It's fair to say that things are a little tense in Britain right now. Not only is the country involved in a passive-aggressive civil war over Brexit, but it's also nearing that time when England gets knocked out of the World Cup and everyone spends a week sobbing into their crumpets. The whole joint is on such a hair trigger that anything could set them off ... such as a parody Twitter account making a dumb joke about soccer shirts.
Earlier this week, an account pretending to be the country's most popular pub chain, Wetherspoons, tweeted that in order to avoid offending the chain's "ever expanding [...} diverse customer base," customers wearing England shirts would not be allowed on the premises ever again. It was a joke so blatantly stupid that it's hard to imagine anyone falling for this. That's our problem, however -- we're just too unimaginative when it comes to gauging the depths of human stupidity.
The joke brought out the usual suspects, but things took a turn for the severe when the media started blasting out the tweet as official pub policy.
This is normally the point at which we'd decry the falling standards in journalism, but complaining that The Sun doesn't have any journalistic standards is like complaining that the desert doesn't have polar bears.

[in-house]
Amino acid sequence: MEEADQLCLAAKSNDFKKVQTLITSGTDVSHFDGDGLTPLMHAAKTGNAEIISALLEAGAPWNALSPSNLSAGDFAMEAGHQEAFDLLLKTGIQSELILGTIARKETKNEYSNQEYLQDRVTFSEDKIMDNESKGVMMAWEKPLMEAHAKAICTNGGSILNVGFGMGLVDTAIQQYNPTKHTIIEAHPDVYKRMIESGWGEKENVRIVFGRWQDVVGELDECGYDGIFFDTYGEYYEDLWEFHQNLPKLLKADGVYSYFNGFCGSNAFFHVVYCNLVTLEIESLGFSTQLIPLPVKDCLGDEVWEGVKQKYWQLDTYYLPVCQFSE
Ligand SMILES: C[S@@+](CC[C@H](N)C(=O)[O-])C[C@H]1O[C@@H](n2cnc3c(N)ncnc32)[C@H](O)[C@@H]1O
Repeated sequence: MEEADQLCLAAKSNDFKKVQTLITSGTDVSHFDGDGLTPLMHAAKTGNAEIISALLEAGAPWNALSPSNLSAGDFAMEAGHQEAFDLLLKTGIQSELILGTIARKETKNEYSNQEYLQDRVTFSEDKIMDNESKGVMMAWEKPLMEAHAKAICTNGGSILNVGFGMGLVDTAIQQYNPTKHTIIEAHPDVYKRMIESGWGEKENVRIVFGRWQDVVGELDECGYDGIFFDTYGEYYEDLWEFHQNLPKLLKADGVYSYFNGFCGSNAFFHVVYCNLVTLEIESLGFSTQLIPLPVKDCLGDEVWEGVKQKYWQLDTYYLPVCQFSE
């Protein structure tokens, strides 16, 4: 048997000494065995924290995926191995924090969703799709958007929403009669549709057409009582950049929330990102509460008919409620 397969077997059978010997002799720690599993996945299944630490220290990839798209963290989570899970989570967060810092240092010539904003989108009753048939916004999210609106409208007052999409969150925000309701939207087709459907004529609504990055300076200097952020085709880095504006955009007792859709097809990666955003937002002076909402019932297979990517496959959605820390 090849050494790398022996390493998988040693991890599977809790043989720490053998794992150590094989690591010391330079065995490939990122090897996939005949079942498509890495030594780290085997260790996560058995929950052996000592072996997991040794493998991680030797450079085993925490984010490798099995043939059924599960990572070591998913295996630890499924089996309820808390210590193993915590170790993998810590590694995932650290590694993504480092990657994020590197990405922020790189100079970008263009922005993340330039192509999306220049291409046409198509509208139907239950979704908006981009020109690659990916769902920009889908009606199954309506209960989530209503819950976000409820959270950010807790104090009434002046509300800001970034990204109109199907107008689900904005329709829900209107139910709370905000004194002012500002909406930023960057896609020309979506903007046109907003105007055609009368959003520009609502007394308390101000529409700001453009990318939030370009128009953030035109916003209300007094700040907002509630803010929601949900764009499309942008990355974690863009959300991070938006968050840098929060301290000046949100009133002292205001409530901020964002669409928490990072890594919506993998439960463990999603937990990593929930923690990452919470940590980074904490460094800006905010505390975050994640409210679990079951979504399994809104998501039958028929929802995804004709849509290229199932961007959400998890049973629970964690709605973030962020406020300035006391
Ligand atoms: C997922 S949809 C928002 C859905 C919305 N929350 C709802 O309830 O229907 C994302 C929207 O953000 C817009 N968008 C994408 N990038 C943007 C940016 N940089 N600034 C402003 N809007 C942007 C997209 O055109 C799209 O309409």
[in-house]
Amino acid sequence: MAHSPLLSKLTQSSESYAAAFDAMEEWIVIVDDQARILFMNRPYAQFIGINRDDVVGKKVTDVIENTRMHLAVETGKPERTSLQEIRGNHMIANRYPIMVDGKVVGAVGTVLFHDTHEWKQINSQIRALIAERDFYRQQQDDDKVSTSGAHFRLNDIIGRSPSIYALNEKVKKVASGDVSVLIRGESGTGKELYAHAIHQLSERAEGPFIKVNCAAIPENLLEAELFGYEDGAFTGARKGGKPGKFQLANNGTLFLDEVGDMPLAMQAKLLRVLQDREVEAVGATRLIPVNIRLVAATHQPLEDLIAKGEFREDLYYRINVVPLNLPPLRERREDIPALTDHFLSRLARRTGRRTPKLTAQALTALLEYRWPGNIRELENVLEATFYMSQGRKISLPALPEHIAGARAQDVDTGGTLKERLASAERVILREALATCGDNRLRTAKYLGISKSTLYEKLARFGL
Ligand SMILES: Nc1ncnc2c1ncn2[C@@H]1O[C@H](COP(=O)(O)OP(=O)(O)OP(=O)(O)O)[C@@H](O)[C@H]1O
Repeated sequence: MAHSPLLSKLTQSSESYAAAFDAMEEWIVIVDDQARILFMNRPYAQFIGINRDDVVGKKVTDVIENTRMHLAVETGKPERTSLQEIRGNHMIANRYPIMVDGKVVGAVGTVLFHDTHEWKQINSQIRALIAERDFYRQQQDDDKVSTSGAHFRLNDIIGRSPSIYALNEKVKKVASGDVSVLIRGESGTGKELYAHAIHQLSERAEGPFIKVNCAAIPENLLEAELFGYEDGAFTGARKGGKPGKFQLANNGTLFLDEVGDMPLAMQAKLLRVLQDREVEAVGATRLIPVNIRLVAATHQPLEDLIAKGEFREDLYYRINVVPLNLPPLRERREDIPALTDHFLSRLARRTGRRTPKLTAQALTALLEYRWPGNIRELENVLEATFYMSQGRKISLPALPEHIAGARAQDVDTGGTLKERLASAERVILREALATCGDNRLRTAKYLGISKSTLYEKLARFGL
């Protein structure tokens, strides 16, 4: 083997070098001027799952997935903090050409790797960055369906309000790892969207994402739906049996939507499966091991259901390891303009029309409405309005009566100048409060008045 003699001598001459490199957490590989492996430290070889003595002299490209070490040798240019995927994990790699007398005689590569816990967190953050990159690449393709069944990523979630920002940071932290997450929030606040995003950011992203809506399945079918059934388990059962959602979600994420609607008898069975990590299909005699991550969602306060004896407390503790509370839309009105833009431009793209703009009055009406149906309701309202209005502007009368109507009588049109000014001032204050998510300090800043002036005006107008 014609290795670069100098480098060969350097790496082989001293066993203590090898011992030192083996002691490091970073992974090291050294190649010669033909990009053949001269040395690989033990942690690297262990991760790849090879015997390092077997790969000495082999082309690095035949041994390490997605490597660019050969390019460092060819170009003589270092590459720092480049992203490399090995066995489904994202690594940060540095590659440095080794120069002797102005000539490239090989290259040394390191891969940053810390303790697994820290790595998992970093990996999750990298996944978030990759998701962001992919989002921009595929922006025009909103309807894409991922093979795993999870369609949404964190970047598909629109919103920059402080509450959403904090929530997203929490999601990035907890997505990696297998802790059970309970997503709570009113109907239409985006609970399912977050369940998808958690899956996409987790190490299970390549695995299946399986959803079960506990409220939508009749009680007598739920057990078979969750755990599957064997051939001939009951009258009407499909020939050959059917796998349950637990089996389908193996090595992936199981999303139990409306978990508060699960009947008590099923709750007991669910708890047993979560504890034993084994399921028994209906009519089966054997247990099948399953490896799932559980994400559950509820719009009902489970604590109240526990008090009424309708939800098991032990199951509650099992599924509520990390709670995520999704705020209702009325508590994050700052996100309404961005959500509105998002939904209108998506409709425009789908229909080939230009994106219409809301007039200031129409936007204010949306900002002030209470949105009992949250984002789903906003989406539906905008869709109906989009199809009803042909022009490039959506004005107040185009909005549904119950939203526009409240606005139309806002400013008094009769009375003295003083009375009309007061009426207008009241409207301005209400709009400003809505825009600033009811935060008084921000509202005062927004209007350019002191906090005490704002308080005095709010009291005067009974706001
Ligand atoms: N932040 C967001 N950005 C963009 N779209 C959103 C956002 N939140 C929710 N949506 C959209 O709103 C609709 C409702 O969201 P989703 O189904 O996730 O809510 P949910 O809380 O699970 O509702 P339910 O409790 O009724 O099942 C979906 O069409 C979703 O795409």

The subsequent outrage -- again, over a tweet from a parody account -- was so great that one outlet even sent a reporter to their local branch of Wetherspoons wearing an England shirt to investigate whether a surly barmaid would try to beat him to death. You know, the sort of hard-hitting investigative journalism that Woodward and Bernstein used to do. We don't want to spoil the outcome, but no, they didn't kick him out, and if we didn't know any better, we'd suggest that this was an excuse to drink whilst at work.
Wetherspoons was so besieged by angry complaints that they later announced that they'd dropped the ban on shirts ... a ban which, oh god, never existed in the first place. We're not sure what the ultimate moral of this tale is, but we can probably all agree that the world is an irrevocably stupider place because of it.
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For as much as people love them, the 'Star Wars' movies have gotten rather awkward from time to time.
Bawitdaba, pass the green beans.
Going for that 16th minute.